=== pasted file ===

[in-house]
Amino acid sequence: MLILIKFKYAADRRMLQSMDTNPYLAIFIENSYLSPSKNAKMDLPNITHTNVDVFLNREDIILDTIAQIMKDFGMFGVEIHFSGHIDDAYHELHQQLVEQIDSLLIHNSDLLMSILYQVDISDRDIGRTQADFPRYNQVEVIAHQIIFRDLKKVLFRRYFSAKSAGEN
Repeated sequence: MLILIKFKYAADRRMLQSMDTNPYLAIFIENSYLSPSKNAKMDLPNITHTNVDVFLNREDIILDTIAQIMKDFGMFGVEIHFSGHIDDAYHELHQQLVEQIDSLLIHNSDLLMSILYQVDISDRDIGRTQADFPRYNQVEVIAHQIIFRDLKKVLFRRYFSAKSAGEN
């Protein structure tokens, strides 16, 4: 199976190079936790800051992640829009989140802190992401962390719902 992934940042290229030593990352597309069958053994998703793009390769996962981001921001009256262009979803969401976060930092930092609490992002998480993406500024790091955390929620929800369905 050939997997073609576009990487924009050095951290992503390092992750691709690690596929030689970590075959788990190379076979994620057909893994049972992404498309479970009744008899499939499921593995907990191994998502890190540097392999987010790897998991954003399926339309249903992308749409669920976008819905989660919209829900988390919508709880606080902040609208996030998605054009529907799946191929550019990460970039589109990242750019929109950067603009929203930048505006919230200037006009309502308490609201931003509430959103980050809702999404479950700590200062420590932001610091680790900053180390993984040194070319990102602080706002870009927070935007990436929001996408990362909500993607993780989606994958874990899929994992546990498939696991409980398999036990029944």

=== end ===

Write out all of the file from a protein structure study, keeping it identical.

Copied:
[in-house]
Amino acid sequence: MLILIKFKYAADRRMLQSMDTNPYLAIFIENSYLSPSKNAKMDLPNITHTNVDVFLNREDIILDTIAQIMKDFGMFGVEIHFSGHIDDAYHELHQQLVEQIDSLLIHNSDLLMSILYQVDISDRDIGRTQADFPRYNQVEVIAHQIIFRDLKKVLFRRYFSAKSAGEN
Repeated sequence: MLILIKFKYAADRRMLQSMDTNPYLAIFIENSYLSPSKNAKMDLPNITHTNVDVFLNREDIILDTIAQIMKDFGMFGVEIHFSGHIDDAYHELHQQLVEQIDSLLIHNSDLLMSILYQVDISDRDIGRTQADFPRYNQVEVIAHQIIFRDLKKVLFRRYFSAKSAGEN
């Protein structure tokens, strides 16, 4: 199976190079936790800051992640829009989140802190992401962390719902 992934940042290229030593990352597309069958053994998703793009390769996962981001921001009256262009979803969401976060930092930092609490992002998480993406500024790091955390929620929800369905 050939997997073609576009990487924009050095951290992503390092992750691709690690596929030689970590075959788990190379076979994620057909893994049972992404498309479970009744008899499939499921593995907990191994998502890190540097392999987010790897998991954003399926339309249903992308749409669920976008819905989660919209829900988390919508709880606080902040609208996030998605054009529907799946191929550019990460970039589109990242750019929109950067603009929203930048505006919230200037006009309502308490609201931003509430959103980050809702999404479950700590200062420590932001610091680790900053180390993984040194070319990102602080706002870009927070935007990436929001996408990362909500993607993780989606994958874990899929994992546990498939696991409980398999036990029944």